Womensforum: What did you learn about yourself when you found out you had cancer?
I learned I have my mother and father's strength. I took each step in stride and never thought for a moment I would not survive - I still had work to do! I realized that for me, cancer was a chapter in the book of life. I don't let it define my life nor probably would ever talk about this part of my past if it wasn't my job.

WF: What does the future hold for you? 
I am slowly working on a Broadway bound musical, back to my dancing roots. Another goal: I wish to return to my business project of retro furniture that I was working on at the time I was diagnosed (once My Hope Chest is financially sustained).

WF: What advice do you have for someone who has been recently diagnosed with cancer.
Be strong of mind and spirit. Take each day at a time and evaluate your life to make it what you wish after this journey. Always be optimistic and cancer will be behind you before you know it. Again, it's just a chapter in your book - not your life. 

11623 HowtoGiveSelfBreastExamMain

40%of diagnosed breast cancers are detected by women who feel a lump, so The National Breast Cancer Foundation advises women to give themselves breast exams at least once a month.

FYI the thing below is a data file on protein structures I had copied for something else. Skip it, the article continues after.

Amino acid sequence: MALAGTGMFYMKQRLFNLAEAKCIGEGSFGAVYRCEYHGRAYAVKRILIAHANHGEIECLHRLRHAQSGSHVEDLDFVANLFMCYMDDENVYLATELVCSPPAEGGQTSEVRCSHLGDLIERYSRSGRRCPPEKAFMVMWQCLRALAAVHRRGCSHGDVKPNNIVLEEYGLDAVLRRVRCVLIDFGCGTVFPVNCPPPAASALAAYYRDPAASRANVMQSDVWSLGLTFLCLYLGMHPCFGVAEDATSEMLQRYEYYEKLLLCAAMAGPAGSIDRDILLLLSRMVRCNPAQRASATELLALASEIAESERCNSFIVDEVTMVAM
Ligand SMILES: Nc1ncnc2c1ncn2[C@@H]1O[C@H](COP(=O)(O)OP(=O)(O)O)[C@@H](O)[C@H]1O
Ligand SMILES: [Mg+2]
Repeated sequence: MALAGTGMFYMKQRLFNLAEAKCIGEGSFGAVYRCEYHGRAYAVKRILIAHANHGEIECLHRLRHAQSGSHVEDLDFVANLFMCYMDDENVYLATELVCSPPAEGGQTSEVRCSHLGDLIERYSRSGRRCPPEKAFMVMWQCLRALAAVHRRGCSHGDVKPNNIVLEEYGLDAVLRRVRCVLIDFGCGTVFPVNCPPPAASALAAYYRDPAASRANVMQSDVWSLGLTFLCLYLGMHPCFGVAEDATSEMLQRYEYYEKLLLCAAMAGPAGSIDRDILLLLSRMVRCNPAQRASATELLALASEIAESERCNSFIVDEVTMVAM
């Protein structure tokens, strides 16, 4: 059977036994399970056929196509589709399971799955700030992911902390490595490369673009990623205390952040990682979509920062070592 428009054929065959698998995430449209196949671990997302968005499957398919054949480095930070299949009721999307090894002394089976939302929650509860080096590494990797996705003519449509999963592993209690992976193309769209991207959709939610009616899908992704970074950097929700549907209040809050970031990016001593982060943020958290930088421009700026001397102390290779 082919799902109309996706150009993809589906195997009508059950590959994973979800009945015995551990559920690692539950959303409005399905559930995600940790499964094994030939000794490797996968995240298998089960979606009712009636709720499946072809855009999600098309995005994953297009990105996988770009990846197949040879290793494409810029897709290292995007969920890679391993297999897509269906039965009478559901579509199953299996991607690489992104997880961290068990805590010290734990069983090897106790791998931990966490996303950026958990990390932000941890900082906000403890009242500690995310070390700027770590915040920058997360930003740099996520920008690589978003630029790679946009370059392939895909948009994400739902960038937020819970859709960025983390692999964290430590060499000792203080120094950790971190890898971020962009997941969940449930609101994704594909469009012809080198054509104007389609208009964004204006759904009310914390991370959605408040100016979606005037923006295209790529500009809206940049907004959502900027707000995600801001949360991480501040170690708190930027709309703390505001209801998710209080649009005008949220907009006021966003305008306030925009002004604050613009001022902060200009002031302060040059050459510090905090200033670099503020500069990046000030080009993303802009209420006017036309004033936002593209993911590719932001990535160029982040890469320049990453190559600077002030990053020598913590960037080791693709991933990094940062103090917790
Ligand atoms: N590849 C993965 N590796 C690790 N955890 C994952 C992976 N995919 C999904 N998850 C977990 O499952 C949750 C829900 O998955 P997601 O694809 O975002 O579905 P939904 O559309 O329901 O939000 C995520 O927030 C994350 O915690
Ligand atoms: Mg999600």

Self-examining your breasts allows women to become familiar with the look and feel of their breasts so they can detect abnormal changes sooner. If you do notice anything abnormal, 11623 ExamInfoGraphiccall your doctor.

Take a look at how to give yourself a breast exam at home with the steps below or check out the infographic from clevelandclinic.org!

5 Step Breast Exam at Home

  1. BreastCancer.org says to start by looking at your breasts in the mirror standing. Have your shoulders straight and your hands at your hips. Check to make sure they are the normal size, color and have no immediate differences.
  2. Raise your arms straight up and look for the same changes.
  3. Pinch your nipples and check for any abnormal release of fluid.
  4. Next, lay down and use your left hand to check your right breast and your right hand to check your left. Use a firm, smooth touch with the first few fingers of your hand using the pads of your fingers. Use a circular motion, about the size of a quarter. Cover the entire breast including near your armpit. You can also use up and down motions. Vary from light, medium and firm pressure.
  5. Do the same thing again while standing. Many women like to do it in the shower as it’s easier when the breasts are a little wet and slippery.

What You Should Look For

  • Keep your eyes open for breasts that are distorted or differently shaped from the last time you did an exam.
  • Dimpling, puckering, or bulging of the skin.
  • A nipple that has changed position or is inverted.
  • Redness, soreness, rash, or swelling.
  • Watery, milky, or yellow fluid or blood coming from the nipples.
  • Lump, thickening, or hardened knot.